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MTC OK's shifting $91m from Dumbarton Rail to Warm Springs BART

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  • 9/24 Fremont Argus
    Published Wednesday, September 24, 2008, by the Fremont Argus Vote fully funds BART s Warm Springs plan Matthew Artz The Argus FREMONT -- Construction of
    Message 1 of 1 , Sep 25, 2008
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      Published Wednesday, September 24, 2008, by the Fremont Argus

      Vote fully funds BART's Warm Springs plan

      Matthew Artz
      The Argus

      FREMONT -- Construction of BART's long-awaited Warm Springs extension
      could start next summer now that transportation officials have
      secured all of the funds needed for the $890 million project.

      The Metropolitan Transportation Commission approved a plan Wednesday
      to close the project's $144 million shortfall in part by loaning it
      $91 million that had been set aside for the already cash-strapped
      Dumbarton Rail project.

      Although all of the funds for the Warm Springs extension have been
      pinned down, more than $200 million still is contingent on the Valley
      Transportation Authority committing to funding the BART extension
      into Santa Clara County.

      The California Transportation Commission today is set to approve
      $239 million for BART to San Jose, fulfilling the state's promise
      made nine years ago to contribute $760 million for the 16.3-mile
      extension.

      But even with state and regional agencies lining up solidly behind
      the $6.1 billion project, there is a still a huge missing link in
      the financial puzzle. The VTA needs about $750 million in federal
      assistance to build the BART line.

      The focus now turns to the Nov. 4 election, in which Santa Clara
      County voters will be asked to support a one-eighth cent sales tax
      measure that would provide about $42 million a year to operate the
      train service.

      Passage of the sales tax measure, which must be approved by a two-
      thirds vote, would make it easier to fulfill the funding condition
      for the Warm Springs extension, but it still could be satisfied
      even if the measure fails, said Jim Pierson, Fremont's director of
      transportation and operations.

      Wednesday's MTC vote marked a landmark for the Warm Springs
      extension, which has been a top Fremont transit priority for three
      decades. Conversely it was a major blow for Dumbarton Rail, which
      Union City has touted as a vital ingredient for transforming its
      BART station into a regional transportation hub.

      The Dumbarton project, which would include a new rail line with
      trains running across the Bay between Union City and both San Jose
      and San Francisco, became imperiled two years ago when project costs
      essentially doubled from $300 million to $595 million.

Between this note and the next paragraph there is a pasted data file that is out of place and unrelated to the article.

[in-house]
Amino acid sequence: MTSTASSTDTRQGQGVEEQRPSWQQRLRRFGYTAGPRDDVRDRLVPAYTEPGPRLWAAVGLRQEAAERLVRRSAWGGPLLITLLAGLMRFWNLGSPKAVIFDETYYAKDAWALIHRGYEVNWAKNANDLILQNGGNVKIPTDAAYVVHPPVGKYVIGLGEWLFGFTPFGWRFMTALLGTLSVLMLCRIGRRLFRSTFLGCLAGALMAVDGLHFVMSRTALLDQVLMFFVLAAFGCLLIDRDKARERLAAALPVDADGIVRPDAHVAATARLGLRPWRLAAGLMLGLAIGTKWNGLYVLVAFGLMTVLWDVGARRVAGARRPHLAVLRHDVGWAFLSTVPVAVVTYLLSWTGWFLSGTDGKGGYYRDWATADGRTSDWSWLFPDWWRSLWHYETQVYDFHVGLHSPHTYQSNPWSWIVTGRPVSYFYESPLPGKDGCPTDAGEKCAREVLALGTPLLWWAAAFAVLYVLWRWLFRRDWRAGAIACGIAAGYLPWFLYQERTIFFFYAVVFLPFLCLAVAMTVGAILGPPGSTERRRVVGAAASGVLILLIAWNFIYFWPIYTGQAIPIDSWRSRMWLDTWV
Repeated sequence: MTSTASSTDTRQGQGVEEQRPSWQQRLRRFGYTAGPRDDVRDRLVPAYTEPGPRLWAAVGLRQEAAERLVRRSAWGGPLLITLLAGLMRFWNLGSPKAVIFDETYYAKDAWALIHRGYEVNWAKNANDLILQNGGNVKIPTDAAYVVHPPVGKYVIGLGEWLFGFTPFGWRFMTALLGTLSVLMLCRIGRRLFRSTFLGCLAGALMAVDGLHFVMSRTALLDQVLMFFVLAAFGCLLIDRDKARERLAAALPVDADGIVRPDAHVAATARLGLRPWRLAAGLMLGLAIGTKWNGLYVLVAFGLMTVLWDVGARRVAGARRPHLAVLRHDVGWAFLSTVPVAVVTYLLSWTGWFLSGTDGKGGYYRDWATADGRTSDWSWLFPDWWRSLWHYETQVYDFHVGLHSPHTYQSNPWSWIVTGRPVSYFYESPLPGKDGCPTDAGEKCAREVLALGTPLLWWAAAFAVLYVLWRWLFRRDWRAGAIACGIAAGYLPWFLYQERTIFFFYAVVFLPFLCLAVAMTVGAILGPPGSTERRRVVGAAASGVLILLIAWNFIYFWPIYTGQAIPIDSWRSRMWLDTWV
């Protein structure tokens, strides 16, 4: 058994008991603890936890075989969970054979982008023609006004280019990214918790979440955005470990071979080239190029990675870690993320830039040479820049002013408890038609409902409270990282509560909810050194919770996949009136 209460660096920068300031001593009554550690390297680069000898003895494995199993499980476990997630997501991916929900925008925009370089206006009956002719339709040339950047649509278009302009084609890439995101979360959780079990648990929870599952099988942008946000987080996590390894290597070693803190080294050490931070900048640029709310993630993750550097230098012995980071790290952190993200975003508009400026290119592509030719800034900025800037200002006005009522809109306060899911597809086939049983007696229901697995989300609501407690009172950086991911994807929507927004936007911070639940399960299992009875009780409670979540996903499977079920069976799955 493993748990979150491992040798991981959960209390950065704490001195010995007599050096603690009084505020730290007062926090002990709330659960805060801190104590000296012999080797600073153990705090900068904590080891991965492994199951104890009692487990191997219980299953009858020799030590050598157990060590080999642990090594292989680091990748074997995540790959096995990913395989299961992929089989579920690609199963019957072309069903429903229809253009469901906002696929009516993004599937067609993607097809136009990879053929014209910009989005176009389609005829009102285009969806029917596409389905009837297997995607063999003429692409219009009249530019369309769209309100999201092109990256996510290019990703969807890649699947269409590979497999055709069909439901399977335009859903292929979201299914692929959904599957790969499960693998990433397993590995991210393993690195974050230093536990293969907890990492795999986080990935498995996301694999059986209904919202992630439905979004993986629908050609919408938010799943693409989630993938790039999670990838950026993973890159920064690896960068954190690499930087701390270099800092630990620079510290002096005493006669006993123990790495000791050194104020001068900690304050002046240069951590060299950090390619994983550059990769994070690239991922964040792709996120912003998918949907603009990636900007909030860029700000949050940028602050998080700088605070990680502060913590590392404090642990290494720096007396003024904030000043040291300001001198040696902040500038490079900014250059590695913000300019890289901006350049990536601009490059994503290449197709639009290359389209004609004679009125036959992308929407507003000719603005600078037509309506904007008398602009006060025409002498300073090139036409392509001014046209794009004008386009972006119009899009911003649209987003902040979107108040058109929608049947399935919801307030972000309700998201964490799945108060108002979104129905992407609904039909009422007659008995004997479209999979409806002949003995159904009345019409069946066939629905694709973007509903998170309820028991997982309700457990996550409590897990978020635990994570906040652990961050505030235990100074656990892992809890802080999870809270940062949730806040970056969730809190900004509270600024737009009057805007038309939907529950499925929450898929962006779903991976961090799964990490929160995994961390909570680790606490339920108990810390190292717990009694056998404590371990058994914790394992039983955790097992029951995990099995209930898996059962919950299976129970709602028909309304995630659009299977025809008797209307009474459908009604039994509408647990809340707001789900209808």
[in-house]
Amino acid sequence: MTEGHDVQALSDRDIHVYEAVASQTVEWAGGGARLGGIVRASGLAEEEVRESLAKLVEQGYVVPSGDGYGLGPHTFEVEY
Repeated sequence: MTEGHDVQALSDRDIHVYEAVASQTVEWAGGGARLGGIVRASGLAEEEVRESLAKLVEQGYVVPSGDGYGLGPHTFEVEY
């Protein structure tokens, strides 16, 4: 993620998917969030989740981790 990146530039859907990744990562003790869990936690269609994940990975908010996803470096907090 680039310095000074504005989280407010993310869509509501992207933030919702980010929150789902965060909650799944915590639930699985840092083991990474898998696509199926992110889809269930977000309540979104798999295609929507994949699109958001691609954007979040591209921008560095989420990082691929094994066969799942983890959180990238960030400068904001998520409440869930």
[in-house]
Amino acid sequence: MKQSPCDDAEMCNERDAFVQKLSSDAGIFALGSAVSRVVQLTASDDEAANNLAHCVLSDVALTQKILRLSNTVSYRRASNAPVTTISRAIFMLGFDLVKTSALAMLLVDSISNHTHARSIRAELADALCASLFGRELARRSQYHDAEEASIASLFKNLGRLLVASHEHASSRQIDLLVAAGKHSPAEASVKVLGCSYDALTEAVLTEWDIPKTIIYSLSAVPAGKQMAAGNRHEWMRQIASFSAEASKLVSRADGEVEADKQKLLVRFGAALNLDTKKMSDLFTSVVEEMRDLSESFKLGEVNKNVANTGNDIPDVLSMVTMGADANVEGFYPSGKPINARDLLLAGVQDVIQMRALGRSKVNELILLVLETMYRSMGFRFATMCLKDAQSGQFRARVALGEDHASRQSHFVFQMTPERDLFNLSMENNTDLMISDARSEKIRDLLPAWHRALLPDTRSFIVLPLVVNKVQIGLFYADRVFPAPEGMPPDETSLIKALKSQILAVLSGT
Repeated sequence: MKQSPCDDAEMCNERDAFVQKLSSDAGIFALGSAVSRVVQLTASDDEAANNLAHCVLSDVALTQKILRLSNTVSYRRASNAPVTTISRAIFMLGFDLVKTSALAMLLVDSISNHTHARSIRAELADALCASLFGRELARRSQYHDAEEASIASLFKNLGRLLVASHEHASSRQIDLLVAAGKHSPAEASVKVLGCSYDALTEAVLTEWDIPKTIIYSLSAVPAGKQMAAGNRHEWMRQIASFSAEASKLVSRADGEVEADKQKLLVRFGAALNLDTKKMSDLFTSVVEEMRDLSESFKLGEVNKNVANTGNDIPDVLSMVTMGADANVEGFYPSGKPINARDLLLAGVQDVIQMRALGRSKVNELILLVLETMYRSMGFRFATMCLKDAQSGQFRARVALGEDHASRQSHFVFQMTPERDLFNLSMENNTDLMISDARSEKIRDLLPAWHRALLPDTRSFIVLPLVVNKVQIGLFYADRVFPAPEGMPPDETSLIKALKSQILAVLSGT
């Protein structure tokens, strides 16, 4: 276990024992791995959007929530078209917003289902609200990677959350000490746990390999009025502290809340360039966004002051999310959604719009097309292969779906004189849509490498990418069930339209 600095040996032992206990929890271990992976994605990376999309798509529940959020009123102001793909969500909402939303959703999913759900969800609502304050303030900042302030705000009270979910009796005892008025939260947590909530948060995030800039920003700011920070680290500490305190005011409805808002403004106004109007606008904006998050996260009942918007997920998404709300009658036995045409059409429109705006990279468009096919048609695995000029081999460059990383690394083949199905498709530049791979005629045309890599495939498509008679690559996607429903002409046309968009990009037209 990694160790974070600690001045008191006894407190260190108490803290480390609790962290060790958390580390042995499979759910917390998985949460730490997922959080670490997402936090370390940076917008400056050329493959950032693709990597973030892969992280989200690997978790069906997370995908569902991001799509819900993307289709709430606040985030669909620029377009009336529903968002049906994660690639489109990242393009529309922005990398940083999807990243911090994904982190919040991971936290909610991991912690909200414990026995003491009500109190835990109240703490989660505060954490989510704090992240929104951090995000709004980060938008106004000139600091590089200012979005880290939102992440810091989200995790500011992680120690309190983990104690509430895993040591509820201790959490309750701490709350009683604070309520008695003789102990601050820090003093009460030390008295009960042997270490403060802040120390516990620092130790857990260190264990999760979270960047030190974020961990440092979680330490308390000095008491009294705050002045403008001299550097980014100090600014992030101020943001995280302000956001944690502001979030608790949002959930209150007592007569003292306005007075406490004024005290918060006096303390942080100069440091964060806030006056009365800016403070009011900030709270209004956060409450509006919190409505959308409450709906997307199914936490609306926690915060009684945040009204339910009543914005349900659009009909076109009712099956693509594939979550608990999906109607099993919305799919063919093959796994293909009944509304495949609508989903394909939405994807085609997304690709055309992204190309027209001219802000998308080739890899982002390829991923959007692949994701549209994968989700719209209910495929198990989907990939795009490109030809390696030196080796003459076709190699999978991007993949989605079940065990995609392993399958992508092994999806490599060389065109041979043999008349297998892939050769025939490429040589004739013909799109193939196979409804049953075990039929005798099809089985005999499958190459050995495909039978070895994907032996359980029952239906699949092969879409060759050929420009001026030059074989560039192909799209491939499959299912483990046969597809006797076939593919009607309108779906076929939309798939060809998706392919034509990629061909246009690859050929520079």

With the Warm Springs extension much further along in terms of
      planning and financing, transportation officials decided to loan it
      $91 million of the $300 million that had been allotted for Dumbarton
      Rail.

      The cash infusion gives the Warm Springs project money that will be
      available when construction is expected to get under way during the
      next two years. Some of the funds that had been anticipated, namely
      revenue from BART's San Francisco airport extension, have yet to
      materialize.

      The $91 million is to be paid back to the Dumbarton project by 2019,
      but there is no condition that it be paid back with interest.

      "Certainly, we would have liked to have seen a tighter program for
      payback of the loan," said Mark Evanoff, Union City's redevelopment
      manager.

      The MTC still plans to fully fund Dumbarton Rail. It included a
      provision in Wednesday's vote that it would look for funding to help
      acquire the Oakland Subdivision, a stretch of rail track in Southern
      Alameda County owned by Union Pacific. If the subdivision could be
      acquired and dedicated to passenger rail lines, including Altamont
      Commuter Express, Capitol Corridor and Dumbarton, that would help
      pave the way for Union City's BART station becoming a transit hub.

      BART still is unlikely to begin construction of the Warm Springs
      extension until the Santa Clara funding condition is satisfied,
      Pierson said. If the sales tax measure is approved, BART could
      advertise the construction in February and begin construction in June.

      Under that schedule, Pierson said, the Warm Springs BART station
      would be operational in mid-2014. The Oakland A's are hoping to move
      into a new stadium in Fremont less than two miles from the station in
      2012.

      The MTC vote included a provision that in six months the commission
      will review the plan for getting BART to San Jose. However, Alameda
      County Supervisor Scott Haggerty, who sits on the commission, said
      there were no plans to return the $91 million to Dumbarton rail if
      the BART extension stalls.

      "We want to move forward with projects and get them built," he
      said. "Getting BART down into San Jose is long overdue."

      Gary Richards of the San Jose Mercury News contributed to this report.


      Fremont reporter Matthew Artz can be reached at 510-353-7002 or
      martz@...
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